Last post Dec 12, 2010 11:55 AM by talktodale
Dec 03, 2010 08:59 AM|talktodale|LINK
I am looking for general direction on the best practice here. I have a class that I want to share between two different forms in two projects that are associated. The two forms are in seperate projects but both projects load together as I have added the
second project to the first. I also have a class that I want to share between these two projects which will cause me to add another project to this solution with will mean I will have three projects in my solution. My question is how do I best share this
I believe the only way to do this is to add the class in the reference in both of the form projects?... Is this correct ? I'd really like to just reference the class and inherit it in the source code without adding it
as a reference but I am feeling that I can't do that. I am obviously pressed for time and working on other projects and a I am a experienced coder with only about 1 year of C# experience... Thanks Guys ! Dale n Orlando
c # class object inheritance
Dec 03, 2010 09:48 AM|Spikeh|LINK
If the class is a finished class (i.e. you have no more work to do on it), then you can compile it in to its own assembly and either copy + reference it in your projects, or add it to the GAC (Global Assembly Cache) and reference it from there. I would only
recommend the GAC if you're going to be using the class in a lot of projects, though it's overkill if it's only in a few.
IF your class is unfinished (or you just simply want to be able to easily debug and edit it), you can just add the additional project to your solution, reference it and have it compile with the other projects. Be aware that any changes to this class affect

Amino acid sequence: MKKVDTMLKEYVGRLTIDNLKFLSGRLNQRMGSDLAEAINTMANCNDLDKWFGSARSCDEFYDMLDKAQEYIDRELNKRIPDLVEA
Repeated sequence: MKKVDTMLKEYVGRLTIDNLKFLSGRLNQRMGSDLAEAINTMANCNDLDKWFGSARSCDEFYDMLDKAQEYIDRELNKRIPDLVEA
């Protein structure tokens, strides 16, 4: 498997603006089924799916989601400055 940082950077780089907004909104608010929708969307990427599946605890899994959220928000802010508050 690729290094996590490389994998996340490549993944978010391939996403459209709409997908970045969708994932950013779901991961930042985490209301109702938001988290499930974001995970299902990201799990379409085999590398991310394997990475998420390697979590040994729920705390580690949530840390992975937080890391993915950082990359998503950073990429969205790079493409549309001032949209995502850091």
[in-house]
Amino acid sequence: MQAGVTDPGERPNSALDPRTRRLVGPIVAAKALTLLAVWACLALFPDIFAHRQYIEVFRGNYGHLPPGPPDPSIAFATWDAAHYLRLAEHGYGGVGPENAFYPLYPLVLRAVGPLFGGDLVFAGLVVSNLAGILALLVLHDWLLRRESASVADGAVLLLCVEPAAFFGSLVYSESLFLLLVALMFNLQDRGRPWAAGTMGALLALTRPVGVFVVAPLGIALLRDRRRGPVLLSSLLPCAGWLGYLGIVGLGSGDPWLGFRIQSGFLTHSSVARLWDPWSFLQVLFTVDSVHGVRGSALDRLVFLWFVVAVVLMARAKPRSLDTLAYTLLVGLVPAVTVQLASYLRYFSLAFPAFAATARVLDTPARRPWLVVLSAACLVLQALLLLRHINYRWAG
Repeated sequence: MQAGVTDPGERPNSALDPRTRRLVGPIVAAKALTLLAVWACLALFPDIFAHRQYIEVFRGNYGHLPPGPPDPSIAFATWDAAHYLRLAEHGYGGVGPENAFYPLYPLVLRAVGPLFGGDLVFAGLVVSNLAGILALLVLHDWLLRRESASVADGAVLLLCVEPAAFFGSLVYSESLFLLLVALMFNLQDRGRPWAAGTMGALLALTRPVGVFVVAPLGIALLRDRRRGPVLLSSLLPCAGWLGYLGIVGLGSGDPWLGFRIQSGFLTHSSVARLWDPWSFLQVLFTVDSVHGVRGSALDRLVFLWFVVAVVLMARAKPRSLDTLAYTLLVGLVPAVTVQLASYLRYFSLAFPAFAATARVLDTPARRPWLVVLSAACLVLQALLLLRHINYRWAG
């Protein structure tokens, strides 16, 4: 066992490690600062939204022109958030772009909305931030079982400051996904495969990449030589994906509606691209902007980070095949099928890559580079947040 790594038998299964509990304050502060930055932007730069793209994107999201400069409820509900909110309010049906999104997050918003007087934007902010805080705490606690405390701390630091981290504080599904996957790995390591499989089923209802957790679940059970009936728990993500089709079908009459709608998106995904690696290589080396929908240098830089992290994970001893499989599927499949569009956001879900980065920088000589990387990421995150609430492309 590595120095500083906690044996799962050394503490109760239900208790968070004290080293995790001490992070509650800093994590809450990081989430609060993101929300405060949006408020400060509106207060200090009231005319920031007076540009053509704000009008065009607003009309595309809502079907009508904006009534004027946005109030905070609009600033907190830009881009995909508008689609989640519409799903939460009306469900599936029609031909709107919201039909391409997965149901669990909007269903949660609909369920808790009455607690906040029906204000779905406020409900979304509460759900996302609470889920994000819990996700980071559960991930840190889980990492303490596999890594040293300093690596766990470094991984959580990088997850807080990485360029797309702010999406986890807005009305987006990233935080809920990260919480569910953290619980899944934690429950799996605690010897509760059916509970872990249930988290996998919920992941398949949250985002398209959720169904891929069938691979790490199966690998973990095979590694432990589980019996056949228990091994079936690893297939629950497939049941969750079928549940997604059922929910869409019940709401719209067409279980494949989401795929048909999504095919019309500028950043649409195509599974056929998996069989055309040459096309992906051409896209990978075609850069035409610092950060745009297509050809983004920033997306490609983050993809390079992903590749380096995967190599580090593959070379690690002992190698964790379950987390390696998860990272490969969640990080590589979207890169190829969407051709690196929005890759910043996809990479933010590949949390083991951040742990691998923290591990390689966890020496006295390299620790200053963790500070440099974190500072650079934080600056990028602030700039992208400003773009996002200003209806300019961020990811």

both of your other projects, so it should be as generic as possible and you shouldn't mess about with member signatures unless you're willing to change them in all the other projects. This is where version control comes in handy...
I've written about solutions, projects, namespaces and assemblies on my blog recently, if it's any use to you:
It's aimed at an nTier approach, but the lessons still ring true in other scenarios.
Dec 03, 2010 10:55 AM|talktodale|LINK
This is very clear and I appreciate your guidance. I will also read your blog post on solutions, projects, namespaces and assemblies. Thank you !
Switching from procedural programming languages (my first language was Clipper Summer 87) to Object Oriented Languages was definately the
biggest challenge in my career but I'm almost there. I've come so far but I'm always wondering if I am doing it right, with no one else to review my systems.
Dale n Orlando
Dec 08, 2010 08:12 AM|Spikeh|LINK
Yes, it's a big step... I moved from VBScript (Classic ASP) to VB.Net, then in to C#.Net. That was the easy part... the hard part was learning the benefit of object orientation and architectural & design patterns. Once the penny drops, though, you fly :)
Hope it came in useful :) Rep would be nice ;)
Dec 12, 2010 11:55 AM|talktodale|LINK
Sorry for the late reply. I was on vacation . As far as whether it worked or not, it absolutely did. I had some basic knowlege of this concept but your explanation made it even more clear and helped me clarify the way to do it. I compiled the Library code
in a separate project and now two other projects are sharing the Library code as a reference and instantiating the objects. Thanks for your help ! Dale